More Engine Trouble

Just hours after I wrote of Orbital Sciences’ Antares rocket explosion, Virgin Galactica has suffered a similar fate. But this one has claimed at least one human life so far — the pilot — and the co-pilot is in bad shape.

SpaceShipTwo apparently suffered an engine explosion moments after ignition, and after it was dropped from the WhiteKnightTwo mothership. This was the first in-flight explosion for the system, but there is a history here.

SpaceShipOne, GovernmentZero

Around 2000, Burt Rutan’s Scaled Composites company began development of private vehicle that could reach the edge of space, 100,000 kilometers or 328,000 feet. Call it 62 miles up. He’d been noodling this idea for six years, and by then had laid out the requirements and concepts.

To accomplish the mission, he needed a unique configuration (spacecraft and carrier craft), a unique design (wings that fold up to act as high-drag surfaces for re-entry), and a unique engine (a non-toxic, liquid nitrous-oxide/rubber-fuel hybrid system).
SpaceShipOne design
It all worked well, ultimately, and after many gliding and powered test flights, SpaceShipOne became in 2004 the first privately funded manned vehicle to reach space, and did it multiple times. In so doing, Scaled Composites won the Ansari X Prize. As soon as the media became aware of Rutan’s team during the test flights, he became rather hounded by reporters and photographers. And various pundits took shots at his team’s efforts during their early test flights, pouncing upon each component problem. I took the opportunity to send a little note of encouragement borrowing from Rudyard Kipling:


If you can keep your head when all about you
Are losing funding and a future view
If you can trust your team when TV doubts you
But make allowance for the PR crew

If you can wait and plan and run the numbers
And you can keep the funding coming in
And keep the fire while the media slumbers
And run the tests, and tests, and tests again

And you can gather brave and stalwart people
And lead them, and inspire them to heights
If you can give a meaning to the effort
That lights them and keeps them awake for nights

If you can overcome the normal glitches
As when a microswitch gets stuck and fries
And even when those grab you by the britches
As from that switch, a pilot almost dies

And you can keep the business side together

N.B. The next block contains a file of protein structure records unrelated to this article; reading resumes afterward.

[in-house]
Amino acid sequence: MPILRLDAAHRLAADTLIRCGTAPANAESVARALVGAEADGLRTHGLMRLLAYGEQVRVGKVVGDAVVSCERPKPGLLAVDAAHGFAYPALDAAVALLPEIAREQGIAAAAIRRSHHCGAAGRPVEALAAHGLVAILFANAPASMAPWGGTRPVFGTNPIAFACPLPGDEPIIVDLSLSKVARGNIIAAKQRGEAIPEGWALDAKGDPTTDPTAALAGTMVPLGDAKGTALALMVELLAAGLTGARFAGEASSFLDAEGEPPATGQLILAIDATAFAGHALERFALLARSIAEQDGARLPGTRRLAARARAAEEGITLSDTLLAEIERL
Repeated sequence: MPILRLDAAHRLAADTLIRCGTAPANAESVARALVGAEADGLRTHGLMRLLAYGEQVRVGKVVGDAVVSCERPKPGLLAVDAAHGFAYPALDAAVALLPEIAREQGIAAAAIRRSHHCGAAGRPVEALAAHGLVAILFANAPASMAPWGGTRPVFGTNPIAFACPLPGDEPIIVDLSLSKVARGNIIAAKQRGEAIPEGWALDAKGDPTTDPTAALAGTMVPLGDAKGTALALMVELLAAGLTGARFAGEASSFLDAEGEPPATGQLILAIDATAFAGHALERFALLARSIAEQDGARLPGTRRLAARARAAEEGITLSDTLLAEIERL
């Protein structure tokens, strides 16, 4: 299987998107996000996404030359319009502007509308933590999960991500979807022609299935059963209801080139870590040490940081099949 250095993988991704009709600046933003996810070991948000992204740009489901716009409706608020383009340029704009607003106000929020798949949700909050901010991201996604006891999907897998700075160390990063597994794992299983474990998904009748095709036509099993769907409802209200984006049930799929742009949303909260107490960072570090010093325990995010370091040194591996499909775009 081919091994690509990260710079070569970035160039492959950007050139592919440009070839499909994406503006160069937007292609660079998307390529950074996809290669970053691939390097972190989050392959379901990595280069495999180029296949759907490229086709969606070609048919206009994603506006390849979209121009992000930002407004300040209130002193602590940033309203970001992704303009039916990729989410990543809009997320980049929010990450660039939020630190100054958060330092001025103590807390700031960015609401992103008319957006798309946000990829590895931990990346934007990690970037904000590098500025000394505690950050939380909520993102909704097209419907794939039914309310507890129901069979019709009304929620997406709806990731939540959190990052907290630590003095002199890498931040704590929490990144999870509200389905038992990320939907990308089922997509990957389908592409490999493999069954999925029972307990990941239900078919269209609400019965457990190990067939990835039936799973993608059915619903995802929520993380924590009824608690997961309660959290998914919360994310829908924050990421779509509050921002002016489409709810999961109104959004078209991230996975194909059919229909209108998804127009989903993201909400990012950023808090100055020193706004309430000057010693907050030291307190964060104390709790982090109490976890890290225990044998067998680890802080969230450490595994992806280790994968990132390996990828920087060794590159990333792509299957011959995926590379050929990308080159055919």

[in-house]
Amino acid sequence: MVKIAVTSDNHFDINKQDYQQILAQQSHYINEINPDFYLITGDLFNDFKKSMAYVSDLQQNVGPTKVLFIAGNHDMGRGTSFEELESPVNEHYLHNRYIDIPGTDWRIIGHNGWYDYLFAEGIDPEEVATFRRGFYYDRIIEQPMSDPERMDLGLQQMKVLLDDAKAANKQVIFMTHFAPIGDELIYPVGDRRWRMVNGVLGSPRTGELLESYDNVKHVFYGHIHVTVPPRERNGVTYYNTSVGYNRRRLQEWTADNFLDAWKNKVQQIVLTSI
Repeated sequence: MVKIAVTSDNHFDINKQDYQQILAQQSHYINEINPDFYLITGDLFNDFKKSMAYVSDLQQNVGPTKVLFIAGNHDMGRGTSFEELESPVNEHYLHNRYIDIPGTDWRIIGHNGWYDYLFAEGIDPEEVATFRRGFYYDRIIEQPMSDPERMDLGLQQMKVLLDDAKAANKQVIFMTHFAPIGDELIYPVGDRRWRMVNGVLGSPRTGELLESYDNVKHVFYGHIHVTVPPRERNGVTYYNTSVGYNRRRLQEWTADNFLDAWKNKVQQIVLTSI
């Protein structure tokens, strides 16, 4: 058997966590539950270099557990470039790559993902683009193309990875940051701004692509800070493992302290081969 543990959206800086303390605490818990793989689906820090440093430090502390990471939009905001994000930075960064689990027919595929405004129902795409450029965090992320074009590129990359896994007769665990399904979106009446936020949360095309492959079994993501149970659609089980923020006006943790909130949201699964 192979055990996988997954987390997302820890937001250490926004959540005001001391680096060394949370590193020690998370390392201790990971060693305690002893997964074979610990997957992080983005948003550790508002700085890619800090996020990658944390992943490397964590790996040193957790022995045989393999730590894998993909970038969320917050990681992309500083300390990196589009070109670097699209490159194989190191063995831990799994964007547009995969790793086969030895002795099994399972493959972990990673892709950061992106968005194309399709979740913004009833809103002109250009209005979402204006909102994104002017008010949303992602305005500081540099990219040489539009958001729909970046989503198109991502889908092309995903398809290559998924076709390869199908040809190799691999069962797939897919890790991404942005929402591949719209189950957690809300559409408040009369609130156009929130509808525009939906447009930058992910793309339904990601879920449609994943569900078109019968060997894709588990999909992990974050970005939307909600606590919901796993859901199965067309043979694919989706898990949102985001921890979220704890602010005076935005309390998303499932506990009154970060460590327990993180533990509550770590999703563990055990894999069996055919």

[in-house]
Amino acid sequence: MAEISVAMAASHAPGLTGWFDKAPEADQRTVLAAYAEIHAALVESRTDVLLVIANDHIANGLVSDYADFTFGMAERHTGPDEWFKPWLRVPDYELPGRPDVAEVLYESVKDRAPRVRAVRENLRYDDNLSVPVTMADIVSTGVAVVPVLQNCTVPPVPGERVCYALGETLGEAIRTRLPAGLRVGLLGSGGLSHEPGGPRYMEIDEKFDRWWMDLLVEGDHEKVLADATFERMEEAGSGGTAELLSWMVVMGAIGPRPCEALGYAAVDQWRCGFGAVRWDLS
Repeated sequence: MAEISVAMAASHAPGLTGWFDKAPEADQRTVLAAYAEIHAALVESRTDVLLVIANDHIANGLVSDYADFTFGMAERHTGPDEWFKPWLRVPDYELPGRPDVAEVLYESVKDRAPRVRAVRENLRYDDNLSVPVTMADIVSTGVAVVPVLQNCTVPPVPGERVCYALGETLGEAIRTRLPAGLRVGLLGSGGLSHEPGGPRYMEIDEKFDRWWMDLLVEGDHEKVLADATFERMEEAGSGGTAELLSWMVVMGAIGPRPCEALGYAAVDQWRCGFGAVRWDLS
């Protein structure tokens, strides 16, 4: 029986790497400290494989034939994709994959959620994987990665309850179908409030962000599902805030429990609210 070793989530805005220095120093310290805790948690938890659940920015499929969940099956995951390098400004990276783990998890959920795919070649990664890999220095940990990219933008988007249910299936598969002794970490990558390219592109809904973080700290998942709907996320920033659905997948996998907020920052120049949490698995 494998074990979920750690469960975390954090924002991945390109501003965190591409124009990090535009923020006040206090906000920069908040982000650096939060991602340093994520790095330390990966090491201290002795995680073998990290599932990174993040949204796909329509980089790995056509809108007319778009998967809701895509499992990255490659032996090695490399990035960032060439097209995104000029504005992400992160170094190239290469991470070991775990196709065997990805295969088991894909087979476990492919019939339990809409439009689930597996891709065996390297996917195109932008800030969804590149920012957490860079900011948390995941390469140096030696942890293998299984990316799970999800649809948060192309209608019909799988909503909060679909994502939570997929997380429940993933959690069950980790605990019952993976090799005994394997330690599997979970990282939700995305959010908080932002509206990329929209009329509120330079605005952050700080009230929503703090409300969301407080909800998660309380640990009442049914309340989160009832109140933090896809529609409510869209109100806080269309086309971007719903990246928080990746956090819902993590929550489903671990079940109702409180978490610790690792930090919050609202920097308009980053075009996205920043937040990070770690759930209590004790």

Rememb’ring that the cash flow must go on
And you can wait for days for sunny weather
Remaining calm and still as winter dawn

If you can dream, beyond what most are trying
If you can think, and put the thought to use
If you can overcome equipment dying
And you can rise above the world’s abuse

The X-Prize beckons you to come and win it
If your resolve’s as strong as when begun
Then yours is space and everything that’s in it
And you can claim that prize … with SpaceShipOne

Change of fuel

The success of SpaceShipOne brought immediate benefits, including funding from Sir Richard Branson (creating a new Virgin spinoff called Virgin Galactic) and along the way an absorption of Scaled Composites by Northrup Grumman.

Thus, not long after the X Prize win in 2004, the team began work on SpaceShipTwo, a larger, five-paying-passenger craft that needed a larger mothership to get it to launch altitude. The design they came up with for the mothership was strikingly similar to an old Soviet design, which I noted at the time.

But before this unveiling, Rutan’s team had also been hard at work on a new, more powerful engine for the larger SpaceShipTwo. This was done for a while outside of the media spotlight, but they were thrust upon the world stage again in 2007 when tragedy struck: An engine on a test stand exploded, killing several key team members.

This horrific incident occurred just days after Rutan had inked a deal for Branson’s stake to go from 40% to 100%, accompanied by major additional funding. For a while, not much was heard from them … then news came out that Rutan’s team was back at work on a new engine with a new fuel.

Back to the drawing board

The team decided to change the fuel used for the engine, to a rubber-based HTPB solid fuel. This was a major redesign, but there were no further explosions in the news and the very public rollout of WhiteNightTwo and SpaceShipTwo gave the world confidence again.

But along the way, Burt Rutan retired from this project.

For nearly seven years, SpaceShipTwo has been inching along, with a careful series of test flights. But in May, 2014 came a surprise: The fuel was being changed again, this time to a thermoplastic polyamide (something like nylon) as the solid fuel. Apparently, the engine had suffered “instability” using the prior fuel for burns longer than twenty seconds, and so they needed a redesign again.

It was that new motor and fuel in SpaceShipTwo when it exploded today, in what is reputed to be the first powered flight with this new system. My heartfelt condolences go to the families and the team members.

Not Done Yet

As an aside, Burt Rutan is not exactly compleytely retired. A new group of partners (including Orbital Sciences) has been quietly assembling a new way to reach orbit: Stratolaunch:

===|==============/ Keith DeHavelle